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I noticed that it's possible to sign a transaction with a wrong private key. I took the following example found at https://github.com/ethereumjs/ethereumjs-tx

const EthereumTx = require('ethereumjs-tx').Transaction
const privateKey = Buffer.from(
  'e331b6d69882b4cb4ea581d88e0b604039a3de5967688d3dcffdd2270c0fd109',
  'hex',
)

const txParams = {
  nonce: '0x00',
  gasPrice: '0x09184e72a000',
  gasLimit: '0x2710',
  to: '0x0000000000000000000000000000000000000000',
  value: '0x00',
  data: '0x7f7465737432000000000000000000000000000000000000000000000000000000600057',
}

// The second parameter is not necessary if these values are used
const tx = new EthereumTx(txParams, { chain: 'mainnet', hardfork: 'petersburg' })
tx.sign(privateKey)
const serializedTx = tx.serialize()

This code does sign the transaction, but how do I verify that the transaction has been correctly signed?

How to use or decode serializedTx and verify that the signature is correct?

  • Related: ethereum.stackexchange.com/questions/4196/… – eth Mar 12 '20 at 6:32
  • @eth: I think you kinda deprecated my answer when you edited the question and changed the How to decode a transaction with wrong private key title. – goodvibration Mar 12 '20 at 6:40
  • @goodvibration Sometimes people may not ask their question clearly. I think asking this way can help the OP get his answer to how to verify that a signature is correct: a transaction is just bytes and being able to decode it, means getting the signature which can be compared to the signature that the OP gets. I am surprised that so far there doesn't seem to be a way to decode a transaction easily? (Answering a question and editing it to improve the question is a tip I received from a long time user in Stack Exchange sites.) – eth Mar 17 '20 at 9:36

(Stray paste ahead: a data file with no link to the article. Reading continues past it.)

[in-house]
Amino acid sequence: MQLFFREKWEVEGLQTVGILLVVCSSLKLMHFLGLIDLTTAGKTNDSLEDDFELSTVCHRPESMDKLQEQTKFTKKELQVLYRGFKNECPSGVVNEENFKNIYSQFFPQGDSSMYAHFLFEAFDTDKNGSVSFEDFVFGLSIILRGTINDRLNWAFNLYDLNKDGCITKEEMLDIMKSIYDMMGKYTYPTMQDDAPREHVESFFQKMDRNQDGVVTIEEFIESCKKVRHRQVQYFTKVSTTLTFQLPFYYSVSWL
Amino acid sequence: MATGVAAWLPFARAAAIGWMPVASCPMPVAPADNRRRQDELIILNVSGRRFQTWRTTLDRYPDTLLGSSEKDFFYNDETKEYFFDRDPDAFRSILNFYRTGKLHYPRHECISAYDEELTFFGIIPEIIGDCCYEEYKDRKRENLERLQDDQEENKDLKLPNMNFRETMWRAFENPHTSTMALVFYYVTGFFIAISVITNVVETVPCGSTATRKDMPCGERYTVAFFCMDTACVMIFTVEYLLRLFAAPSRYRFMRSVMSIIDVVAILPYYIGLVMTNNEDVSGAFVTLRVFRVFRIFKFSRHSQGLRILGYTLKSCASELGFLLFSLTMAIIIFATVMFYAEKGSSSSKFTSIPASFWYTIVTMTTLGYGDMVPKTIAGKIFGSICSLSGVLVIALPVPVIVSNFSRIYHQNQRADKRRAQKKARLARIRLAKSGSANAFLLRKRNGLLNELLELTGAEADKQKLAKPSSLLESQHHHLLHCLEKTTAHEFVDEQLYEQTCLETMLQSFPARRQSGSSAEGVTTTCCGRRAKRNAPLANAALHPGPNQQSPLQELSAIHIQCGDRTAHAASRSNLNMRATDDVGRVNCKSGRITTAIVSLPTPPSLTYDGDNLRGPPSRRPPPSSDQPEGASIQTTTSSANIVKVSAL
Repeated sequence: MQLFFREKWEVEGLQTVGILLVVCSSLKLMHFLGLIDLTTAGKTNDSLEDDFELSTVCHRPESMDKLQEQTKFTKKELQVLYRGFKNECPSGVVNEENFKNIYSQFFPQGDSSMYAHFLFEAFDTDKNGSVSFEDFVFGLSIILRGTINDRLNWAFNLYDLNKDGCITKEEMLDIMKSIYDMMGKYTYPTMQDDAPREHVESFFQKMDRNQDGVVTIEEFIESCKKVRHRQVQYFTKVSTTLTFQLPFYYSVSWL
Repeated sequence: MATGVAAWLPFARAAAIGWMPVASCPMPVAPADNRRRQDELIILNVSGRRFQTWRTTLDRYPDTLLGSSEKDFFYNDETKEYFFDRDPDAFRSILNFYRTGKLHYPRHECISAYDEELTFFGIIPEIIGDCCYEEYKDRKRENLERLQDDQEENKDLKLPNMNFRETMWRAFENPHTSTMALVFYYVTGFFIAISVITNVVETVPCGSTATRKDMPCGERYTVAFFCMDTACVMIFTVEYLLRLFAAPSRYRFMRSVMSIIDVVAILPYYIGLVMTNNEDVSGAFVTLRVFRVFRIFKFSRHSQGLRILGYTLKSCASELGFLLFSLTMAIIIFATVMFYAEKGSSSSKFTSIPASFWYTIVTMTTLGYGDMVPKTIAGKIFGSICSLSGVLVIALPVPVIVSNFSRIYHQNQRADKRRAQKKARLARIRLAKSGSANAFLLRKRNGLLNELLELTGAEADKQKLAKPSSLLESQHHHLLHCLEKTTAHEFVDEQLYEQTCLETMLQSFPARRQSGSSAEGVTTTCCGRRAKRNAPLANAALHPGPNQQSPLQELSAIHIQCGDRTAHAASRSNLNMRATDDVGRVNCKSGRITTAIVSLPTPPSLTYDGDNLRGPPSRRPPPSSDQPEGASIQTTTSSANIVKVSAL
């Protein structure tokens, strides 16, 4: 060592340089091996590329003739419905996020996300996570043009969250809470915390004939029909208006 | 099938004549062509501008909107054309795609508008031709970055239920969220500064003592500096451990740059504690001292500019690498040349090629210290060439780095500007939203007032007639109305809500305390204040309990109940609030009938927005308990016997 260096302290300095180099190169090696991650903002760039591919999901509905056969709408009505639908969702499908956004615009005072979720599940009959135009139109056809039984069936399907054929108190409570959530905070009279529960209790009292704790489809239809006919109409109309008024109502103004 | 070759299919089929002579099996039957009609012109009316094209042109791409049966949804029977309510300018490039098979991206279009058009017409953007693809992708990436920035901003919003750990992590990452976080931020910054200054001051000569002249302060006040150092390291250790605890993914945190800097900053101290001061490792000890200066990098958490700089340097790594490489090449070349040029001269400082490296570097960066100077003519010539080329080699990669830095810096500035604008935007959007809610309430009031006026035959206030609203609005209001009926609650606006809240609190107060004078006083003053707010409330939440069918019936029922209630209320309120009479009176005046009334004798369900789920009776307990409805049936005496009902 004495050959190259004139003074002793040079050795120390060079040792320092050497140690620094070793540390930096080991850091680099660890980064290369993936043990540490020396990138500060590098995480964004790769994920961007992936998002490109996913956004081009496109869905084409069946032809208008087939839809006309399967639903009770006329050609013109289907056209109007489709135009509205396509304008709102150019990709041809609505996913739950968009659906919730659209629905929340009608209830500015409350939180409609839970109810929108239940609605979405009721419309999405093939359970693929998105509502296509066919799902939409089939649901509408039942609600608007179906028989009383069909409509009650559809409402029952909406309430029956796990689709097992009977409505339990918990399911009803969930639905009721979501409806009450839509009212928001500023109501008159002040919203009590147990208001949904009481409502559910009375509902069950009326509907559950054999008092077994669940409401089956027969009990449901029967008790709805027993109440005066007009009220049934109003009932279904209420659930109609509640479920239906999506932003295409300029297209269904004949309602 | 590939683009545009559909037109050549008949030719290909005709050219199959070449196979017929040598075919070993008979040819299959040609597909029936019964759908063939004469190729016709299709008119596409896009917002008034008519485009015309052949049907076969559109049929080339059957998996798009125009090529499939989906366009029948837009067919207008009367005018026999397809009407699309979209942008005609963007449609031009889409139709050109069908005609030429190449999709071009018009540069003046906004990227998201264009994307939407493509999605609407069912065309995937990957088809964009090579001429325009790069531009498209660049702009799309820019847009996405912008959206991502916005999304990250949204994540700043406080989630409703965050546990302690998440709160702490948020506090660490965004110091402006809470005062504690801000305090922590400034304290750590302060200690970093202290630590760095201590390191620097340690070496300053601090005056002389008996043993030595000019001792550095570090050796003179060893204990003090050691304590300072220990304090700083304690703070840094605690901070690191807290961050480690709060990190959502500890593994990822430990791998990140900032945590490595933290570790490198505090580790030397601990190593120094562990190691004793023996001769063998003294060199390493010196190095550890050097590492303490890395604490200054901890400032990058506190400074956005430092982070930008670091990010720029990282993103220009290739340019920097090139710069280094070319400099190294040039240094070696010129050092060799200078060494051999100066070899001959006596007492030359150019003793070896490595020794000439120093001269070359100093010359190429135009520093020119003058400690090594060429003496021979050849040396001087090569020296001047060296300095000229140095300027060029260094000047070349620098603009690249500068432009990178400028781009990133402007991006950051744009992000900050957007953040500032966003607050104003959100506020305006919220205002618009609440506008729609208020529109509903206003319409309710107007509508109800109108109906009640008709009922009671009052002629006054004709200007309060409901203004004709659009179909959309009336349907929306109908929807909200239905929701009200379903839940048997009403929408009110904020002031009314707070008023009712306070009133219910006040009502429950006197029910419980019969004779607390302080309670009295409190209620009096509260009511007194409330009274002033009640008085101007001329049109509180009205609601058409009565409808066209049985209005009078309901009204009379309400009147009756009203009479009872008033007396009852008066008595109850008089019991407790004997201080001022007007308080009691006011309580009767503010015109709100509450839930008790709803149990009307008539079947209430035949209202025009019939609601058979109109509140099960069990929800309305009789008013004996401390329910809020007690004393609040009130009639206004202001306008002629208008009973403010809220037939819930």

0

This code does sign the transaction, but how do I verify that the transaction has been correctly signed?

How is it possible to verify that the signature is correct?

web3 has an estimateGas method you can use to estimate the gas required for the transaction and If signature is incorrect, that means the transaction is going to fail then it will simply just throw an error.

Also is it possible to programmatically get the private key associated to the address that's logged in (with Metamask)?

Because of security considerations, privateKey is obviously not available. It would be a serious security flaw if you could access metamask accounts that way.

  • Thank you for your answer. According to the documentation estimateGas doesn't take a signed transaction as argument but a simple transaction. – Julien Mar 12 '20 at 22:45
0

Of course you can sign a transaction with any private key that you want.

But when you finally execute it, the gas required for this transaction (as well as the amount of ether that you have set in the value field) will be taken from the account corresponding with that key.

And if you just choose a random key, then this account will have 0 Ether with a probability of almost 100%, which means that the transaction will subsequently fail for insufficient balance.

  • Thank you for your answer. It makes sense, but is there a function that can verify that the signature is correct ? – Julien Mar 12 '20 at 22:47

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